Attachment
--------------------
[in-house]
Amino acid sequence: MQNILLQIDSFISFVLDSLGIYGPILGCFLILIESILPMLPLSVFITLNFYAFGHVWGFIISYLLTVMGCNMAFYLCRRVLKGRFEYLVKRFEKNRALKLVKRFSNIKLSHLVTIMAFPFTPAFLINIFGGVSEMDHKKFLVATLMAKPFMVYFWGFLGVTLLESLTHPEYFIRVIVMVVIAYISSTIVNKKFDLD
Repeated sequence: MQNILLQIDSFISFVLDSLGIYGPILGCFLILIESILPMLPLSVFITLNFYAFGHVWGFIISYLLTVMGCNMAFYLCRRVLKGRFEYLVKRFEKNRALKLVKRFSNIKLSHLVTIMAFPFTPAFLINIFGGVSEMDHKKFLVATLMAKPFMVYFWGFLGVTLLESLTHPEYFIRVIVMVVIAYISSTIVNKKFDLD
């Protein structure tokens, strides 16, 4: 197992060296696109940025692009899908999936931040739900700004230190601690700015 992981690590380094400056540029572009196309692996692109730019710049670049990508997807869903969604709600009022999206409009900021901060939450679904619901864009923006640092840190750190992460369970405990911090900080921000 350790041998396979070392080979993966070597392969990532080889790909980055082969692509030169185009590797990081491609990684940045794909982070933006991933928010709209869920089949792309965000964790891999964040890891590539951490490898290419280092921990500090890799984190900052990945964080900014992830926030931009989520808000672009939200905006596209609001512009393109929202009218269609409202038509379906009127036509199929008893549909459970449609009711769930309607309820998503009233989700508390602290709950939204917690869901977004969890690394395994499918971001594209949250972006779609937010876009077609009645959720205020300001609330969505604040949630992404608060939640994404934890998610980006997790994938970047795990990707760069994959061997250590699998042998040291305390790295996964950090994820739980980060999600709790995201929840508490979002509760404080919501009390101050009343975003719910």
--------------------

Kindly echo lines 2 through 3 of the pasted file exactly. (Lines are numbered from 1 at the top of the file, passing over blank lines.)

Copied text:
Amino acid sequence: MQNILLQIDSFISFVLDSLGIYGPILGCFLILIESILPMLPLSVFITLNFYAFGHVWGFIISYLLTVMGCNMAFYLCRRVLKGRFEYLVKRFEKNRALKLVKRFSNIKLSHLVTIMAFPFTPAFLINIFGGVSEMDHKKFLVATLMAKPFMVYFWGFLGVTLLESLTHPEYFIRVIVMVVIAYISSTIVNKKFDLD
Repeated sequence: MQNILLQIDSFISFVLDSLGIYGPILGCFLILIESILPMLPLSVFITLNFYAFGHVWGFIISYLLTVMGCNMAFYLCRRVLKGRFEYLVKRFEKNRALKLVKRFSNIKLSHLVTIMAFPFTPAFLINIFGGVSEMDHKKFLVATLMAKPFMVYFWGFLGVTLLESLTHPEYFIRVIVMVVIAYISSTIVNKKFDLD